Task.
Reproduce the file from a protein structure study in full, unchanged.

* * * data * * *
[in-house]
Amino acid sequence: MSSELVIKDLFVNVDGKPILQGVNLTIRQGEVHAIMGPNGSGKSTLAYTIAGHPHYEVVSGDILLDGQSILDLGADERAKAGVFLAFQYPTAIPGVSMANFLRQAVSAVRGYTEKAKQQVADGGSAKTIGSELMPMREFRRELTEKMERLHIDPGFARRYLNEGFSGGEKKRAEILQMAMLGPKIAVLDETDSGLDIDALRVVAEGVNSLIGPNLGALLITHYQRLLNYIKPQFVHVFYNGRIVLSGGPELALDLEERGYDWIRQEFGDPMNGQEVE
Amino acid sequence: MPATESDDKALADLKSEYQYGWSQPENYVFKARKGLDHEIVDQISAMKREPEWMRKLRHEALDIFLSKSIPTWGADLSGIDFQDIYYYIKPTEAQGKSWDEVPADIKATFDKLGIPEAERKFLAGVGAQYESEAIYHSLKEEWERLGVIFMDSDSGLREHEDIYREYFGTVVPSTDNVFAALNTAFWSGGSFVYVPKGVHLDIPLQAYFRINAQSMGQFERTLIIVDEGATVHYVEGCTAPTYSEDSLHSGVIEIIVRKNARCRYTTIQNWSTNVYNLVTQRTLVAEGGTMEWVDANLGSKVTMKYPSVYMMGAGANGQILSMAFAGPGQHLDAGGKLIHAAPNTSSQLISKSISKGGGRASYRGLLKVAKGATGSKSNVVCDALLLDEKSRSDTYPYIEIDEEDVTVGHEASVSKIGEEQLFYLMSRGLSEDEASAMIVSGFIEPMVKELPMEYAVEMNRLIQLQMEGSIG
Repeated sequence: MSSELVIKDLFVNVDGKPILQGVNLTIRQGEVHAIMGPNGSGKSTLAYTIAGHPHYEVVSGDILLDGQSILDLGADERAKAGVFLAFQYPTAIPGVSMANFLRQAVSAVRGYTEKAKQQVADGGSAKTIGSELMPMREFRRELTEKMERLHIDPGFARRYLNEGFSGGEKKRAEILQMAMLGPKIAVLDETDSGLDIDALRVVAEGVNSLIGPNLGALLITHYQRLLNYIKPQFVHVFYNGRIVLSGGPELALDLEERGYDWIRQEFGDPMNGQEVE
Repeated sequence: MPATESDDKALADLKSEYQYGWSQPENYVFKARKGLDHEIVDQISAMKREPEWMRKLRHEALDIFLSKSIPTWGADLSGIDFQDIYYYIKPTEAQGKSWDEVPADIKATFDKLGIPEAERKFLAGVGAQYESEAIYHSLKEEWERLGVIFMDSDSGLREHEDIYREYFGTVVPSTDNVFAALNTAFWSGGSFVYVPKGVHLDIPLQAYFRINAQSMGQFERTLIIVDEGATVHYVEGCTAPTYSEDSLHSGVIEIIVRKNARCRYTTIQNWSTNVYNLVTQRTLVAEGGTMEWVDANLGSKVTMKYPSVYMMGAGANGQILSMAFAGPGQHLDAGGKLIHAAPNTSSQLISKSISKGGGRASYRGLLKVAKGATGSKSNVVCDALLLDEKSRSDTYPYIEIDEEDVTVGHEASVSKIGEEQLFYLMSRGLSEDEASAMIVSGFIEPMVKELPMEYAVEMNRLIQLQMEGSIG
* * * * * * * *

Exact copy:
[in-house]
Amino acid sequence: MSSELVIKDLFVNVDGKPILQGVNLTIRQGEVHAIMGPNGSGKSTLAYTIAGHPHYEVVSGDILLDGQSILDLGADERAKAGVFLAFQYPTAIPGVSMANFLRQAVSAVRGYTEKAKQQVADGGSAKTIGSELMPMREFRRELTEKMERLHIDPGFARRYLNEGFSGGEKKRAEILQMAMLGPKIAVLDETDSGLDIDALRVVAEGVNSLIGPNLGALLITHYQRLLNYIKPQFVHVFYNGRIVLSGGPELALDLEERGYDWIRQEFGDPMNGQEVE
Amino acid sequence: MPATESDDKALADLKSEYQYGWSQPENYVFKARKGLDHEIVDQISAMKREPEWMRKLRHEALDIFLSKSIPTWGADLSGIDFQDIYYYIKPTEAQGKSWDEVPADIKATFDKLGIPEAERKFLAGVGAQYESEAIYHSLKEEWERLGVIFMDSDSGLREHEDIYREYFGTVVPSTDNVFAALNTAFWSGGSFVYVPKGVHLDIPLQAYFRINAQSMGQFERTLIIVDEGATVHYVEGCTAPTYSEDSLHSGVIEIIVRKNARCRYTTIQNWSTNVYNLVTQRTLVAEGGTMEWVDANLGSKVTMKYPSVYMMGAGANGQILSMAFAGPGQHLDAGGKLIHAAPNTSSQLISKSISKGGGRASYRGLLKVAKGATGSKSNVVCDALLLDEKSRSDTYPYIEIDEEDVTVGHEASVSKIGEEQLFYLMSRGLSEDEASAMIVSGFIEPMVKELPMEYAVEMNRLIQLQMEGSIG
Repeated sequence: MSSELVIKDLFVNVDGKPILQGVNLTIRQGEVHAIMGPNGSGKSTLAYTIAGHPHYEVVSGDILLDGQSILDLGADERAKAGVFLAFQYPTAIPGVSMANFLRQAVSAVRGYTEKAKQQVADGGSAKTIGSELMPMREFRRELTEKMERLHIDPGFARRYLNEGFSGGEKKRAEILQMAMLGPKIAVLDETDSGLDIDALRVVAEGVNSLIGPNLGALLITHYQRLLNYIKPQFVHVFYNGRIVLSGGPELALDLEERGYDWIRQEFGDPMNGQEVE
Repeated sequence: MPATESDDKALADLKSEYQYGWSQPENYVFKARKGLDHEIVDQISAMKREPEWMRKLRHEALDIFLSKSIPTWGADLSGIDFQDIYYYIKPTEAQGKSWDEVPADIKATFDKLGIPEAERKFLAGVGAQYESEAIYHSLKEEWERLGVIFMDSDSGLREHEDIYREYFGTVVPSTDNVFAALNTAFWSGGSFVYVPKGVHLDIPLQAYFRINAQSMGQFERTLIIVDEGATVHYVEGCTAPTYSEDSLHSGVIEIIVRKNARCRYTTIQNWSTNVYNLVTQRTLVAEGGTMEWVDANLGSKVTMKYPSVYMMGAGANGQILSMAFAGPGQHLDAGGKLIHAAPNTSSQLISKSISKGGGRASYRGLLKVAKGATGSKSNVVCDALLLDEKSRSDTYPYIEIDEEDVTVGHEASVSKIGEEQLFYLMSRGLSEDEASAMIVSGFIEPMVKELPMEYAVEMNRLIQLQMEGSIG